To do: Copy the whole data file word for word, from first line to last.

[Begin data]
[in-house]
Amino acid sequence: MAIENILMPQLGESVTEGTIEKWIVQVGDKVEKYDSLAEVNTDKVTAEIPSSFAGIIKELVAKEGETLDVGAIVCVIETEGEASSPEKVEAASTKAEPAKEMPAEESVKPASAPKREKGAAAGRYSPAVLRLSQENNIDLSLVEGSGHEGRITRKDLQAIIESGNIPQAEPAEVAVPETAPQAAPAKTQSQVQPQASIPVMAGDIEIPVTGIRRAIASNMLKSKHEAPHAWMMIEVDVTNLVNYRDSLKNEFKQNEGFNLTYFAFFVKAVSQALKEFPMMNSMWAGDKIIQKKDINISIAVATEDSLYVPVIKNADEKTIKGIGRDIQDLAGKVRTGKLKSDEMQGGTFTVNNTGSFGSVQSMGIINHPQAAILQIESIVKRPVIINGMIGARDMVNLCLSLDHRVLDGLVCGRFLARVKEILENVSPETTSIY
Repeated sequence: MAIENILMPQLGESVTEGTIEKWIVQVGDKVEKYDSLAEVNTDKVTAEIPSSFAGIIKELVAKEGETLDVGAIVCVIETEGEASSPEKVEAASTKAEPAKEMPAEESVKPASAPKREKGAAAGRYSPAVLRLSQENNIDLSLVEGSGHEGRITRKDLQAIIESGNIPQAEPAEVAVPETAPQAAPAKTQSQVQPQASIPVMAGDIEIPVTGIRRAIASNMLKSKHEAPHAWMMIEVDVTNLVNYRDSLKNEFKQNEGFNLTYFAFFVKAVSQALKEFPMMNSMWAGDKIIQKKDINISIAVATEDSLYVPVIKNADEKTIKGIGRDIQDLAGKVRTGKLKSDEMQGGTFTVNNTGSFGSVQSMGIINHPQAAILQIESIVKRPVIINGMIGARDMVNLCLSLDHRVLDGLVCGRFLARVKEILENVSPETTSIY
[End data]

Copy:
[in-house]
Amino acid sequence: MAIENILMPQLGESVTEGTIEKWIVQVGDKVEKYDSLAEVNTDKVTAEIPSSFAGIIKELVAKEGETLDVGAIVCVIETEGEASSPEKVEAASTKAEPAKEMPAEESVKPASAPKREKGAAAGRYSPAVLRLSQENNIDLSLVEGSGHEGRITRKDLQAIIESGNIPQAEPAEVAVPETAPQAAPAKTQSQVQPQASIPVMAGDIEIPVTGIRRAIASNMLKSKHEAPHAWMMIEVDVTNLVNYRDSLKNEFKQNEGFNLTYFAFFVKAVSQALKEFPMMNSMWAGDKIIQKKDINISIAVATEDSLYVPVIKNADEKTIKGIGRDIQDLAGKVRTGKLKSDEMQGGTFTVNNTGSFGSVQSMGIINHPQAAILQIESIVKRPVIINGMIGARDMVNLCLSLDHRVLDGLVCGRFLARVKEILENVSPETTSIY
Repeated sequence: MAIENILMPQLGESVTEGTIEKWIVQVGDKVEKYDSLAEVNTDKVTAEIPSSFAGIIKELVAKEGETLDVGAIVCVIETEGEASSPEKVEAASTKAEPAKEMPAEESVKPASAPKREKGAAAGRYSPAVLRLSQENNIDLSLVEGSGHEGRITRKDLQAIIESGNIPQAEPAEVAVPETAPQAAPAKTQSQVQPQASIPVMAGDIEIPVTGIRRAIASNMLKSKHEAPHAWMMIEVDVTNLVNYRDSLKNEFKQNEGFNLTYFAFFVKAVSQALKEFPMMNSMWAGDKIIQKKDINISIAVATEDSLYVPVIKNADEKTIKGIGRDIQDLAGKVRTGKLKSDEMQGGTFTVNNTGSFGSVQSMGIINHPQAAILQIESIVKRPVIINGMIGARDMVNLCLSLDHRVLDGLVCGRFLARVKEILENVSPETTSIY